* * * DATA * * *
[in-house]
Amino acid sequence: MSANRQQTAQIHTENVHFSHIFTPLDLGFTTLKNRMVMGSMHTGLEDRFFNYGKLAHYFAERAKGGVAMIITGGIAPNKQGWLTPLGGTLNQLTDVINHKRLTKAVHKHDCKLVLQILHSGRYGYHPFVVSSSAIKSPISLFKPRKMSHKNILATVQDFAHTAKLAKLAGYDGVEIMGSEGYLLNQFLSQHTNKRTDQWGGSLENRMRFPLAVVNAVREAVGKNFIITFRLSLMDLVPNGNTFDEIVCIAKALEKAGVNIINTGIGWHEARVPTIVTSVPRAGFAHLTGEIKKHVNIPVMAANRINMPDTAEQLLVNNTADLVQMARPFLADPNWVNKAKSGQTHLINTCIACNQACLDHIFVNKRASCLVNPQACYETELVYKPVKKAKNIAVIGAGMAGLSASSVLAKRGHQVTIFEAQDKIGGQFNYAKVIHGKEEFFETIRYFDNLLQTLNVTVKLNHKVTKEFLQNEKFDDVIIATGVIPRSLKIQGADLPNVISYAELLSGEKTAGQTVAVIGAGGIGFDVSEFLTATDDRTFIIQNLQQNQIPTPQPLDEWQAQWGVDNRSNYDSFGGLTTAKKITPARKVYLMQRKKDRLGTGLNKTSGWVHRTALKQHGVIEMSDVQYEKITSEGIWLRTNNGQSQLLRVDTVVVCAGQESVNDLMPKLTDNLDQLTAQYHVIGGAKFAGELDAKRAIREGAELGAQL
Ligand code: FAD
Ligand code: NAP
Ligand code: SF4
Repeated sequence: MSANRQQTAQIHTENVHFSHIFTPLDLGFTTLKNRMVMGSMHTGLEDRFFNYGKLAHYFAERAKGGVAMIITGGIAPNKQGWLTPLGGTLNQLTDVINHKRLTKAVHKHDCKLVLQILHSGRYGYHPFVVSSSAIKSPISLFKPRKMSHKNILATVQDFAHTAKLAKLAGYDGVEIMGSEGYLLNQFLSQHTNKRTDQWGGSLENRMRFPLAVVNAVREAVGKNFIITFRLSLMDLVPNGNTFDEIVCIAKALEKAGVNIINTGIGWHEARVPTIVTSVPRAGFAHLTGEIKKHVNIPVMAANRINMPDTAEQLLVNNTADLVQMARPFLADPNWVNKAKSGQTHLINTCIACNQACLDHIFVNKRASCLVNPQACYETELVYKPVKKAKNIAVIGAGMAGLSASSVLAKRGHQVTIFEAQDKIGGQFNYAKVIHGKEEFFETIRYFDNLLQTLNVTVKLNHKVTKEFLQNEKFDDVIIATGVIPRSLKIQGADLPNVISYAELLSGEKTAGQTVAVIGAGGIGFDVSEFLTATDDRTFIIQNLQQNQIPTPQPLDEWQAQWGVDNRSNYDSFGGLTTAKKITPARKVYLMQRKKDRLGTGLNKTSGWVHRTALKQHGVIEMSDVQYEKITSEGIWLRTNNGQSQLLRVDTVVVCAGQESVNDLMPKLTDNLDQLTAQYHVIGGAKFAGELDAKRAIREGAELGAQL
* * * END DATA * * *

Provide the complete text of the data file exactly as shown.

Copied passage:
[in-house]
Amino acid sequence: MSANRQQTAQIHTENVHFSHIFTPLDLGFTTLKNRMVMGSMHTGLEDRFFNYGKLAHYFAERAKGGVAMIITGGIAPNKQGWLTPLGGTLNQLTDVINHKRLTKAVHKHDCKLVLQILHSGRYGYHPFVVSSSAIKSPISLFKPRKMSHKNILATVQDFAHTAKLAKLAGYDGVEIMGSEGYLLNQFLSQHTNKRTDQWGGSLENRMRFPLAVVNAVREAVGKNFIITFRLSLMDLVPNGNTFDEIVCIAKALEKAGVNIINTGIGWHEARVPTIVTSVPRAGFAHLTGEIKKHVNIPVMAANRINMPDTAEQLLVNNTADLVQMARPFLADPNWVNKAKSGQTHLINTCIACNQACLDHIFVNKRASCLVNPQACYETELVYKPVKKAKNIAVIGAGMAGLSASSVLAKRGHQVTIFEAQDKIGGQFNYAKVIHGKEEFFETIRYFDNLLQTLNVTVKLNHKVTKEFLQNEKFDDVIIATGVIPRSLKIQGADLPNVISYAELLSGEKTAGQTVAVIGAGGIGFDVSEFLTATDDRTFIIQNLQQNQIPTPQPLDEWQAQWGVDNRSNYDSFGGLTTAKKITPARKVYLMQRKKDRLGTGLNKTSGWVHRTALKQHGVIEMSDVQYEKITSEGIWLRTNNGQSQLLRVDTVVVCAGQESVNDLMPKLTDNLDQLTAQYHVIGGAKFAGELDAKRAIREGAELGAQL
Ligand code: FAD
Ligand code: NAP
Ligand code: SF4
Repeated sequence: MSANRQQTAQIHTENVHFSHIFTPLDLGFTTLKNRMVMGSMHTGLEDRFFNYGKLAHYFAERAKGGVAMIITGGIAPNKQGWLTPLGGTLNQLTDVINHKRLTKAVHKHDCKLVLQILHSGRYGYHPFVVSSSAIKSPISLFKPRKMSHKNILATVQDFAHTAKLAKLAGYDGVEIMGSEGYLLNQFLSQHTNKRTDQWGGSLENRMRFPLAVVNAVREAVGKNFIITFRLSLMDLVPNGNTFDEIVCIAKALEKAGVNIINTGIGWHEARVPTIVTSVPRAGFAHLTGEIKKHVNIPVMAANRINMPDTAEQLLVNNTADLVQMARPFLADPNWVNKAKSGQTHLINTCIACNQACLDHIFVNKRASCLVNPQACYETELVYKPVKKAKNIAVIGAGMAGLSASSVLAKRGHQVTIFEAQDKIGGQFNYAKVIHGKEEFFETIRYFDNLLQTLNVTVKLNHKVTKEFLQNEKFDDVIIATGVIPRSLKIQGADLPNVISYAELLSGEKTAGQTVAVIGAGGIGFDVSEFLTATDDRTFIIQNLQQNQIPTPQPLDEWQAQWGVDNRSNYDSFGGLTTAKKITPARKVYLMQRKKDRLGTGLNKTSGWVHRTALKQHGVIEMSDVQYEKITSEGIWLRTNNGQSQLLRVDTVVVCAGQESVNDLMPKLTDNLDQLTAQYHVIGGAKFAGELDAKRAIREGAELGAQL